About my blog

Welcome to my trail running site. I enjoy being on the trail where I can take in nature and clear my mind. I prefer running in the mountains, but anywhere rural will do. I have completed four 100 mile trail races and many other ultramarathons. I spend countless hours running in the Franklin Mountains in El Paso, TX. I call it "going to church". I'm a member of Team Red, White and Blue. "Enriching the lives of America's veterans."

Monday, February 7, 2011

Snow Day

What to do on a snow day when you can’t run? Well, the doctor said I could walk, so that is what I shall do this morning. We have had unusually cold weather for 3-4 days here in the desert southwest and a little bit of snow. The snow isn’t what prompted the snow days, but a shortage of electricity. Our power plants have frozen over and can’t produce enough electricity so schools and businesses have taken a few days off to conserve energy.

The first snow day was fun and relaxing, but after 3 days, I have a touch of cabin fever. I haven’t yet ventured out because the temps have been down in the single digits. OK, so I’ve grown soft since living in this comfortable, 300 days of sunshine per year climate. I did once camp in the mountains of Virginia in sub-zero degree temperatures and have a good frostbite story as a result.

Anyway, I’m here at the edge of my neighborhood with Lucy, Sierra, and Taz. We plan to explore some trails here in the Franklin Mountains with hopes that one will lead to the mountain ridge and Ron Colman trail. The weather reports say it is 17 degrees, but it feels much warmer to me. The wind is calm and the sun has not yet shown itself over the mountain.

We start our short adventure by walking through a dry wash patched with powdery snow. The dogs are as excited as I am to be out of the house and are pulling on their leads. Soon I let them off and they enjoy running to a good spot to sniff. After a short jaunt through the arroyo, I see a trail that leads along the side of a steep canyon. I was hoping to see a route going up the incline, but this seems to be our best bet this morning.

The trail is easy going except for a few slippery spots. The landscape is completely changed with the addition of the snow and the succulents and cacti look out of place. I usually equate this type of vegetation with hot and dry, not cold and snowy. I worry about slipping down the slope and into the unforgiving flora. I hope the trail doesn’t get too steep or treacherous. My four legged friends seem to have no problem and I wonder if I should have brought my trekking poles.

I can see that someone else has been up here before me so I just follow the tracks in the snow hoping that I’m still on the trail. After a while I come to what appears to be a dead end. A steep gully has cut off the trail, but on the other side I see footprints. Do I really have to climb down this and back up the other side? OK, I’ll try, but must be careful not to lose my balance and end up at the bottom of the gully.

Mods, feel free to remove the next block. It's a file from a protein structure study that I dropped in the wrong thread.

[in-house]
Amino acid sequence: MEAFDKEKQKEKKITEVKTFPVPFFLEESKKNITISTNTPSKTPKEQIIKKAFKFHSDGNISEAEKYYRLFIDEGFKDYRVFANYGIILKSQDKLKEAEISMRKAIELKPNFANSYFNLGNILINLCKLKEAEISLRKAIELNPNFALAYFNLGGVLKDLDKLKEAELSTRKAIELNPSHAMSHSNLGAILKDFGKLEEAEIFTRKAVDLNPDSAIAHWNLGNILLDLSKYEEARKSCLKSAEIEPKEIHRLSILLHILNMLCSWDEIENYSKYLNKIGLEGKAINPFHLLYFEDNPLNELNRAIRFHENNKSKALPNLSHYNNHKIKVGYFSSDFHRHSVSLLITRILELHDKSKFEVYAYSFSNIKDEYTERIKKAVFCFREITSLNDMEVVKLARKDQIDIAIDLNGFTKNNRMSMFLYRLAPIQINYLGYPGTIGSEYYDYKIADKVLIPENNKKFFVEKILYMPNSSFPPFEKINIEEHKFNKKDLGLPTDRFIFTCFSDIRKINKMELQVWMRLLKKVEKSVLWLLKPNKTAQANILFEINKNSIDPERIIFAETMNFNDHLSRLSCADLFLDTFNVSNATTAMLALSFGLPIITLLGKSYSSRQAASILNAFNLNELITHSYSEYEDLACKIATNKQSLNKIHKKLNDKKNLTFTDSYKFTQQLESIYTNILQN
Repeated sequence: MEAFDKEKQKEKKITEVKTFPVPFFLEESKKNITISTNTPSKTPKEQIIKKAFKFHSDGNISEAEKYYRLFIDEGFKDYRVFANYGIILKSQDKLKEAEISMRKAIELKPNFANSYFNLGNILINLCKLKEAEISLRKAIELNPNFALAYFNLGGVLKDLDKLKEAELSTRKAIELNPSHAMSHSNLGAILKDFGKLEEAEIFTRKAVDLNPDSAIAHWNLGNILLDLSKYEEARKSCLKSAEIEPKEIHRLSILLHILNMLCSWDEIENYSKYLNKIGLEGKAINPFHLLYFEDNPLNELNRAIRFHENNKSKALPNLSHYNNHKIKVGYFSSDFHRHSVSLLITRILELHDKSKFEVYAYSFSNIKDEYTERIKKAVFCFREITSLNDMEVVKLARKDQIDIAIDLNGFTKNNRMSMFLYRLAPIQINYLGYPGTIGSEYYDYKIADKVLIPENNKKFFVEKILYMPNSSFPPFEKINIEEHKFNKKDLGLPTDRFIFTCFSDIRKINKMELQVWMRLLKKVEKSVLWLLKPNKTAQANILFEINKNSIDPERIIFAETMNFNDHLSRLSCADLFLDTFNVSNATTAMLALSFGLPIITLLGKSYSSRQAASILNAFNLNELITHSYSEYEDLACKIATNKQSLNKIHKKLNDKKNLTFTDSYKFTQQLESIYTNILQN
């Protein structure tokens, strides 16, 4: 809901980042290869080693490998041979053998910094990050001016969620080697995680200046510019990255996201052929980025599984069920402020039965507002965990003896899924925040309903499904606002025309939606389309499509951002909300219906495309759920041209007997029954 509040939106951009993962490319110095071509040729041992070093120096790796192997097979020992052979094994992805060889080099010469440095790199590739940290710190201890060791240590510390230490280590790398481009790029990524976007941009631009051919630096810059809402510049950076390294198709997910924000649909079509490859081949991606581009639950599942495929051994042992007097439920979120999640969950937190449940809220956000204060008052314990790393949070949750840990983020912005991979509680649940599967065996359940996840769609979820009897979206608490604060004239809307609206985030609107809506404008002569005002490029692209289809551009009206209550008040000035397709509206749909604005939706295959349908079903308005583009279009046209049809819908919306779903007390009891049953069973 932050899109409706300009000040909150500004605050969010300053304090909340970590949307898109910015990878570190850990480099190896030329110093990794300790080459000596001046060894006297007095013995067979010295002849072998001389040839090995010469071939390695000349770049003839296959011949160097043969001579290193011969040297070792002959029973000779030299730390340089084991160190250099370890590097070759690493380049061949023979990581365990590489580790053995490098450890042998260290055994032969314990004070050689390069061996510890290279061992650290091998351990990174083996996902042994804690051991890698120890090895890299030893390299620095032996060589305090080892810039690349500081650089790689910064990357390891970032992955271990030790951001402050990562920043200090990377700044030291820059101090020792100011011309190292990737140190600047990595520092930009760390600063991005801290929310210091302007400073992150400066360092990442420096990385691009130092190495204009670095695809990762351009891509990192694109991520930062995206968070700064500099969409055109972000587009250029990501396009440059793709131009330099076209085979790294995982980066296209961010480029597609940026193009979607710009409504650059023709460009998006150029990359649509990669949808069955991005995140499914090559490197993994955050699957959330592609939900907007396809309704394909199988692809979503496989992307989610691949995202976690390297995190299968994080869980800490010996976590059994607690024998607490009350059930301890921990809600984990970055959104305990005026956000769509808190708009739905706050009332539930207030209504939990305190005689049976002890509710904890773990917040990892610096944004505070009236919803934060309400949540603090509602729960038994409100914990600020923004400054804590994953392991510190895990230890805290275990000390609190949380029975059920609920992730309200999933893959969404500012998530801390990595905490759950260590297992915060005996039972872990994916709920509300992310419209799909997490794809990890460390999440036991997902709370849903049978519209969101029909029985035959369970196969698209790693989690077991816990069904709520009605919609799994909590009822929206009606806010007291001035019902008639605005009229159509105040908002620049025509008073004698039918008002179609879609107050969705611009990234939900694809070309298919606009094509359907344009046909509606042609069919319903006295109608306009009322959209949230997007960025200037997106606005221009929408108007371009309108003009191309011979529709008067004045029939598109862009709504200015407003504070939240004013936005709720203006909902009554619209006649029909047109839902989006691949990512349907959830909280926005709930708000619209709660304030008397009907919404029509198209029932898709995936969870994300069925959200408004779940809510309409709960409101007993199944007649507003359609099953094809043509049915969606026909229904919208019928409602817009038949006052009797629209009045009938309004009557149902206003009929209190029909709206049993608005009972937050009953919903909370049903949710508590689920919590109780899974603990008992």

I make it to the other side and am envious of the dogs as they effortlessly negotiate the obstacle. The way is flat for a while and I come to an abundance of bear grass (Nolina texana?) on the slope. I don’t see bear grass growing around here very often, but it seems to be very happy in this spot. Perhaps the shaded canyon prevents the ground from drying as much as more exposed areas.

A few short switchbacks take me higher above the canyon and then I come to another gully that I must cross. As I’m contemplating the best way to get to the other side, I see a lechuguilla (shin dagger) stalk that has been scraped by some animal. Maybe a mountain lion, chupacabra or some other dangerous creature was sharpening his claws. Probably nothing that exciting, but perhaps a mule deer was scrapeing his antlers.

El Chupacabra?
After crossing the gulch, I forge ahead on a narrow trail with a steep slope to my left. I try to lean to my right for fear that I might slip and end up sliding through the biting plants all the way to the ravine below. The further I trek, the less inviting the trail becomes until I seem to have come to the end. I see no more tracks in the snow and have come to another obstacle to cross. Did the hiker before me turn off and go another way? Did she climb up the ravine to a better trail above or did he lose footing and have a really bad day? El chupacabra? Let's not go there.

As we backtrack, the sun shows itself and warms the air. I hear the distinct sound of the cactus wren and see some smaller birds flitting between the ocotillos. As I’m climbing back up one of the gullies, I misplace my hand which now looks like a pin cushion. At least the thorns are the big ones that are easy to pluck out.

Ironically Taz is working on his paw when I catch up to him. After helping him remove a few thorns he continues on like nothing ever happened. Lucy and Sierra also have a great morning enjoying nature and my cabin fever has subsided for now. See you on the trail.


  1. Making the best it Greg! Very impressed. You seem to live in a very beautiful part of the country and your pictures as always, are great. Hopefully your dogs will forgive you for a while now :-) Keep well.

  2. Thanks R, it's nice having the mountains in our backyard. Come for a run when you are all healed up. -Greg